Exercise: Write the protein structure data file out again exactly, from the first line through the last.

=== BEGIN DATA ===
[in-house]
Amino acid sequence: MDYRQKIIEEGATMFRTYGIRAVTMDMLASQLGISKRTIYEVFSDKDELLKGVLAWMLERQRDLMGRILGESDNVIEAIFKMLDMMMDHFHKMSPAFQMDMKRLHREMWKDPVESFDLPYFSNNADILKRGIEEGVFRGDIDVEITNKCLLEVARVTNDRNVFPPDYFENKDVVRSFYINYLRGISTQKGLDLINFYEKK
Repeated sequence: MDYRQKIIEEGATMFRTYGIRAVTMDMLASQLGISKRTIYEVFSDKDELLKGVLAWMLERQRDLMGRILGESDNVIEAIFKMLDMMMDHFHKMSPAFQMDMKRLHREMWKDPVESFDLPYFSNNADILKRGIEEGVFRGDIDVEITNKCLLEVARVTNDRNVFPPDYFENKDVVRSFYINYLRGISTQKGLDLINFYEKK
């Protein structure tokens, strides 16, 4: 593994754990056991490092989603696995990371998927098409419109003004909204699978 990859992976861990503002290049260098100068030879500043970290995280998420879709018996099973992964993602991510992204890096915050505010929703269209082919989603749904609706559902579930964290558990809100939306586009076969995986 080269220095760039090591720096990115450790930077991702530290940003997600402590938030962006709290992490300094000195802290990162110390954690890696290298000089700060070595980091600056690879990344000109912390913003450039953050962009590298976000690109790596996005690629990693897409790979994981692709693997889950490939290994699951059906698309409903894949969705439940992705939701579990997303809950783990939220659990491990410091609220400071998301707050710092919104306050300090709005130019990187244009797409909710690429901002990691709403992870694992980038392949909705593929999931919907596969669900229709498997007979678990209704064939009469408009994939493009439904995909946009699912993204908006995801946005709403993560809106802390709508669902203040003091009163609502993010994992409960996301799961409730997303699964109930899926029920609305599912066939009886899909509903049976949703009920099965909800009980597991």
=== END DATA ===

[in-house]
Amino acid sequence: MDYRQKIIEEGATMFRTYGIRAVTMDMLASQLGISKRTIYEVFSDKDELLKGVLAWMLERQRDLMGRILGESDNVIEAIFKMLDMMMDHFHKMSPAFQMDMKRLHREMWKDPVESFDLPYFSNNADILKRGIEEGVFRGDIDVEITNKCLLEVARVTNDRNVFPPDYFENKDVVRSFYINYLRGISTQKGLDLINFYEKK
Repeated sequence: MDYRQKIIEEGATMFRTYGIRAVTMDMLASQLGISKRTIYEVFSDKDELLKGVLAWMLERQRDLMGRILGESDNVIEAIFKMLDMMMDHFHKMSPAFQMDMKRLHREMWKDPVESFDLPYFSNNADILKRGIEEGVFRGDIDVEITNKCLLEVARVTNDRNVFPPDYFENKDVVRSFYINYLRGISTQKGLDLINFYEKK
């Protein structure tokens, strides 16, 4: 593994754990056991490092989603696995990371998927098409419109003004909204699978 990859992976861990503002290049260098100068030879500043970290995280998420879709018996099973992964993602991510992204890096915050505010929703269209082919989603749904609706559902579930964290558990809100939306586009076969995986 080269220095760039090591720096990115450790930077991702530290940003997600402590938030962006709290992490300094000195802290990162110390954690890696290298000089700060070595980091600056690879990344000109912390913003450039953050962009590298976000690109790596996005690629990693897409790979994981692709693997889950490939290994699951059906698309409903894949969705439940992705939701579990997303809950783990939220659990491990410091609220400071998301707050710092919104306050300090709005130019990187244009797409909710690429901002990691709403992870694992980038392949909705593929999931919907596969669900229709498997007979678990209704064939009469408009994939493009439904995909946009699912993204908006995801946005709403993560809106802390709508669902203040003091009163609502993010994992409960996301799961409730997303699964109930899926029920609305599912066939009886899909509903049976949703009920099965909800009980597991």